I worried about a lot of things when I was in the hospital—maybe some of them too much. But one of them wasn’t money. I like it that way, don’t you?

* As you’ll see in the piece that follows, those hands and their instruments, as it turned out, almost certainly saved my life.

Taken from Peter Gzowski’s book: Friends, Moments, Countryside. Selected columns from Canadian Living, 1993 -98. Here is a review and a place to order. Great summer reading!

Methadone maintenance. Reforming practices in Ontario

The Government of Ontario has responded to task force report recommendations recommending reform to methadone maintenance practices in the province.

The full report can be found at:

Here are the links to two Toronto Star articles:

Here is the governments response:

July 26, 2007: McGuinty Government Increasing Access to Methadone Treatment: Investing $2 Million To Improve Treatment For People With Opioid Addictions

TORONTO- The McGuinty government is increasing access to methadone maintenance treatment for people with opioid addictions by investing an additional $2 million in treatment initiatives across Ontario, Health and Long-Term Care Minister George Smitherman announced today.

“Our government is committed to providing better treatment for people who are addicted to heroin and other opioids,” said Smitherman. “This new funding will allow for continuous improvement of professional services and increase awareness in communities about the value of methadone maintenance treatment.”

The $2 million announced today will be allocated to improve methadone maintenance treatment (MMT) in Ontario as follows:

$1 million to recruit more doctors to prescribe methadone and other treatments, expand training and professional supports at the Centre for Addiction and Mental Health and develop best practice guidelines for nurses, counsellors and pharmacists

$200,000 to the College of Physicians and Surgeons of Canada to enhance enforcement of best practice guidelines and quality assurance initiatives related to methadone services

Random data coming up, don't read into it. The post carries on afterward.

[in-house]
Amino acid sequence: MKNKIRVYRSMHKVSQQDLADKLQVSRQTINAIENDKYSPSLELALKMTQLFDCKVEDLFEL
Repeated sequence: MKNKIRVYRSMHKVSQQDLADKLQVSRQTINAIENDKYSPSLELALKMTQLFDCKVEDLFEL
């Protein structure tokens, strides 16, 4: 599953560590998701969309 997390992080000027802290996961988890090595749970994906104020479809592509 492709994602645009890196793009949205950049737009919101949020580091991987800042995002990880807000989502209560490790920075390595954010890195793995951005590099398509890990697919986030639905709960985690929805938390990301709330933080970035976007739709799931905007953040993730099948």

$500,000 to increase public awareness regarding the benefits of MMT and issues related to opioid dependence.

$300,000 to develop a resource guide to assist in the proper introduction of MMT into local communities including the funding of local “Citizen Engagement Committees”

This brings the province’s annual total funding for MMT initiatives to $4.3 million.

After having consulted with experts in the field, the government intends to finalize changes to the OHIP fee codes that govern payment for testing performed in physician's offices related to methadone maintenance programs. This move will provide greater accountability and help to eliminate unnecessary testing and is expected to save approximately $3 million per year.

In April 2006, the government created the Methadone Maintenance Treatment Practices Task Force to provide advice on access to methadone, best practices and training, payment models, quality assurance and assessment, and community engagement. As part of today’s announcement the government also released the Report of the Methadone Maintenance Treatment Practices Task Force which outlines 26 recommendations directed at all key stakeholders involved in methadone maintenance treatment in the province.

“We want to thank the task force members for their hard work, analysis and dedication in participating in the Task Force and for lending their collective expertise to this important matter,” said Smitherman. “The government is working with stakeholders to implement several of the recommendations.”

“We are pleased the government is taking action on the recommendations of the Task Force report by increasing access to methadone treatment for people with opioid addictions,” said Anton Hart, Chair of the Methadone Maintenance Treatment Practices Task Force.

It is estimated that the social, economic and health care costs of untreated opioid addictions exceeds $1 billion including lost productivity and premature mortality along with costs associated with law enforcement and the use of the criminal justice system.